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Reckless talk at a bit of a posh do

Nicholas Pyke reports on radical ideas at the private school heads' conference

While the Conservatives did their thing in Blackpool, the common rooms of Britain held their own conservative gathering in Dublin, where the Headmasters' and Headmistresses' Conference had its annual knees-up.

The HMC is the club for Britain's most prestigious private schools. Three hundred were there, from Abingdon to Yarm, taking in the big guns like Eton and Harrow, although not Winchester - still blackballed since the sudden departure of former head Dr Nicholas Tate.

It was not a radical congregation. The uniform dark suits and spectacles made it look like a convention of freemasons, with few skirts and necklaces on show.

What, then, to make of the chairman's address, delivered by Graham Able, master of Dulwich College in south London? He kicked off the proceedings with an attack on a cornerstone of government policy, namely assessment.

Tortuous comparisons of A-levels over time are "irrelevant", he said.

Teachers need more trust and freedom. Schools need more sport, art and music. Independent-sector scholarships should be turned into bursaries for the poor, and private schools should eventually take pupils on ability alone.

On some sort of reckless roll, he described lawyers and accountants as "vastly over-rewarded", although sensibly avoided mention of bankers. The Allied Irish Bank later staged a buffet of Roman grandiosity for the assembled heads.

Then came the killer blow. "We should not," said Mr Able, "connive at the construction of so-called league tables.

"Despite the positive press they give to our sector in general, there is concern over the effect these tables have had in restricting A-level subject choice, and even debarring reasonable candidates from some sixth forms."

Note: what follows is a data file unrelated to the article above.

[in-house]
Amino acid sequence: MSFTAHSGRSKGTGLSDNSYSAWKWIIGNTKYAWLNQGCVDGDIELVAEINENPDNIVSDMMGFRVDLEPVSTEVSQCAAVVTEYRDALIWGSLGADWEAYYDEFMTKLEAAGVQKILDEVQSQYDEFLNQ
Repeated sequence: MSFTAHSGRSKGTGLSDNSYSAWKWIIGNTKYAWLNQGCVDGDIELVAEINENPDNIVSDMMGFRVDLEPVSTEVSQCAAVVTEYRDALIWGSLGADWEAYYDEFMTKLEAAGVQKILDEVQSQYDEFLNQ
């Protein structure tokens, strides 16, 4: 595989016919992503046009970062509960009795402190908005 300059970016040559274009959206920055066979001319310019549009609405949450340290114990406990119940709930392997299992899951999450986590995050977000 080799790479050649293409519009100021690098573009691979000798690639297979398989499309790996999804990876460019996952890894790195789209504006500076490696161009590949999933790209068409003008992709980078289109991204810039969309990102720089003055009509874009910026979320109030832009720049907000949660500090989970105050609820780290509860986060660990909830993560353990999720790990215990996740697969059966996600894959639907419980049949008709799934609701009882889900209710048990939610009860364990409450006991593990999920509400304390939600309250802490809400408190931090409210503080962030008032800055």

The heads are still reeling from allegations of fee-fixing, of course, and the reported interest from the Office of Fair Trading. But on this the conference was silent.

Few in the audience believed that league table UDI is practical. Private schools, like their state counterparts, have to give their results to the Department for Education and Skills, and many do well out of the publicity.

There were doubts about other aspects of the speech, too. Some delegates, for example, were surprised to learn of the rising tide of social chaos threatening the private sector. Mr Able lambasted "selfish and self-indulgent" parents, who place their own relationships above the welfare of their children. Broken homes are now a significant factor, he suggested, placing an extra emotional burden on schools while some angry parents refuse to continue paying fees.

Public schools, as Mr Able suggested, have changed beyond recognition, even if the suits look familiar. And most of the heads agreed with most of their chairman's speech. Here, in the comfort of an oversized hotel, was a view of education fantastically at odds with the regime laid down for state-sector colleagues. And, in comparison, positively liberal. Little wonder that the conference was held a long way from Whitehall and the OFT.

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